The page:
Walt Whitman's Love Poetry // Whitman & Sex Human Voices Wake Us

A reading of my favorite of Walt Whitman’s love poems. All of them can be found in the two recent books I edited, The Selected Short Poems of Walt Whitman, and The Selected Long Poems of Walt Whitman. Please consider buying these books (they are only $3.99), if you enjoy what you hear in this episode. Following these poems (at 1:06:57), I have inserted a reading from a previous episode on Whitman’s love and sex life, from Paul Zweig’s book, Walt Whitman: The Making of the Poet. The poems I read are: Selections from “Song of Myself” To You Once I Pass’d through a Populous City Whoever You Are Holding Me Now in Hand Of the Terrible Doubt of Appearances Calamus #8 Calamus #9 When I Heard at the Close of the Day To a Stranger When I Peruse the Conquer’d Fame Thou Reader I Sing the Body Electric Any comments, or suggestions for readings I should make in later episodes, can be emailed to humanvoiceswakeus1@gmail.com. Consider supporting Human Voices Wake us by clicking here. I assume that the small amount of work presented in each episode constitutes fair use. Publishers, authors, or other copyright holders who would prefer to not have their work presented here can also email me at humanvoiceswakeus1@gmail.com, and I will remove the episode immediately. — Support this podcast: https://anchor.fm/humanvoiceswakeus/support

Walt Whitman's Death Poetry Human Voices Wake Us

A reading of my favorite of Walt Whitman’s poems about death. All of them can be found in the two recent books I edited, The Selected Short Poems of Walt Whitman, and The Selected Long Poems of Walt Whitman. Please consider getting a copy of these books (they are only $3.99), if you enjoy what you hear in this episode. For those who want to skip ahead to the section longer poems, which are some of Whitman’s greatest, it begins at 39:00. The poems I read are: Short Poems: Selections from “Song of Myself” The Compost I Sit and Look Out Scented Herbage of My Breast Of Him I Love Day and Night As the Time Draws Nigh So Long! Not Youth Pertains to Me Old War-Dreams As at Thy Portals Also Death A Carol Closing Sixty-Nine As I Sit Writing Here Supplement Hours Long Poems: The Sleepers As I Ebb’d with the Ocean of Life Out of the Cradle Endlessly Rocking When Lilacs Last in the Dooryard Bloom’d Any comments, or suggestions for readings I should make in later episodes, can be emailed to humanvoiceswakeus1@gmail.com. Consider supporting Human Voices Wake us by clicking here. I assume that the small amount of work presented in each episode constitutes fair use. Publishers, authors, or other copyright holders who would prefer to not have their work presented here can also email me at humanvoiceswakeus1@gmail.com, and I will remove the episode immediately. — Support this podcast: https://anchor.fm/humanvoiceswakeus/support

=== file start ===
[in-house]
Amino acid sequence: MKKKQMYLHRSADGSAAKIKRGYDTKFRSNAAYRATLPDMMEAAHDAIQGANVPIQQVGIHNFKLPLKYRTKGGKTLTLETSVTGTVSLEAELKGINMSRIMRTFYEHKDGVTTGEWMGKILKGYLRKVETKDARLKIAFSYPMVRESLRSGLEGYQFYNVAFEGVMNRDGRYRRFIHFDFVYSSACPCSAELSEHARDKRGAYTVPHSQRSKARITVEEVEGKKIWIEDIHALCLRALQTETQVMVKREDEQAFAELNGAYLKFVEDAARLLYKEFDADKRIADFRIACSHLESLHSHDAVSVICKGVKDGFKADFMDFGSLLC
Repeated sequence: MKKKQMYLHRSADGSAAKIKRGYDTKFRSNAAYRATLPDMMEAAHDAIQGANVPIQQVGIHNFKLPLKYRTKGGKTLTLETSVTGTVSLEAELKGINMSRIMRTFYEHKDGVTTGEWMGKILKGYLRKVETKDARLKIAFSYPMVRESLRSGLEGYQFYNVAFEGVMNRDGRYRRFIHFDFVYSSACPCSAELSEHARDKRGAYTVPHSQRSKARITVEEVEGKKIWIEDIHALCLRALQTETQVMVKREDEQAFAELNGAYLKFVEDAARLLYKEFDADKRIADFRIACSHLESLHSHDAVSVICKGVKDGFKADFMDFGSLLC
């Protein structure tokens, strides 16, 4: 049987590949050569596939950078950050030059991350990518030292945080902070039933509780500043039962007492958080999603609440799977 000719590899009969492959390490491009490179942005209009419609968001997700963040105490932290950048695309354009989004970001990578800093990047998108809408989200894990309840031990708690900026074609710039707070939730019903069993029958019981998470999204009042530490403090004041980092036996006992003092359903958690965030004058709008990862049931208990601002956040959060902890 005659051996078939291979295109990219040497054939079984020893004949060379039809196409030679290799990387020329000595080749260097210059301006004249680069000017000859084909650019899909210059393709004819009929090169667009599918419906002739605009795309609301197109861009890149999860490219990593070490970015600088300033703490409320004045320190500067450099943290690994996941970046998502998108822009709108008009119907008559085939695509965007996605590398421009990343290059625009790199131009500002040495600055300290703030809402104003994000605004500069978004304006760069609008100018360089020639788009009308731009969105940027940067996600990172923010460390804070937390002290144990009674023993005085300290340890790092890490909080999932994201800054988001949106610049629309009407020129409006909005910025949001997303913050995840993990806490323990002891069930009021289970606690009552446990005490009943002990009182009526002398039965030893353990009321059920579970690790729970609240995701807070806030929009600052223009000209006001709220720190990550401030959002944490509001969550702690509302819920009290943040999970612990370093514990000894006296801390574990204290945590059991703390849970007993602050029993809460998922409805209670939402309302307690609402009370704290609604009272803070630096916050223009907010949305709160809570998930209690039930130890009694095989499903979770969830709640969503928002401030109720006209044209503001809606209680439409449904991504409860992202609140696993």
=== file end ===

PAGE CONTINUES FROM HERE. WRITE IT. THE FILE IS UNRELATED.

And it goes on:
Walt Whitman's Mystical Poetry Human Voices Wake Us

A reading of my favorite of Walt Whitman’s "mystical" poems–that is, those poems where he found identification in every and every thing, and saw that as a kind of salvation for us all. All of the poems can be found in the two recent books I edited, The Selected Short Poems of Walt Whitman, and The Selected Long Poems of Walt Whitman. Please consider getting a copy of these books (they are only $3.99), if you enjoy what you hear in this episode. Also included in this episode is (purportedly) the only known recording of Whitman, reading four lines from his poem “America” (at 54:39). For those who want to read an article about this recording, it can be downloaded here. For those who would like to skip to his longer poems, see the list below and the timestamp for where to find them. The poems I read are: Short Poems: Selections from “Song of Myself” Assurances Earth, My Likeness Full of Life Now To a Common Prostitute Mother and Babe O Me! O Life! Sparkles from the Wheel To Thee Old Cause! A Clear Midnight From Montauk Point America L. of G.’s Purport Give Me the Splendid Silent Sun Long Poems: Crossing Brooklyn Ferry (1:08:00) Song of the Open Road (1:26:00) A Song of the Rolling Earth (1:48:53) Any comments, or suggestions for readings I should make in later episodes, can be emailed to humanvoiceswakeus1@gmail.com. Consider supporting Human Voices Wake us by clicking here. I assume that the small amount of work presented in each episode constitutes fair use. Publishers, authors, or other copyright holders who would prefer to not have their work presented here can also email me at humanvoiceswakeus1@gmail.com, and I will remove the episode immediately. — Support this podcast: https://anchor.fm/humanvoiceswakeus/support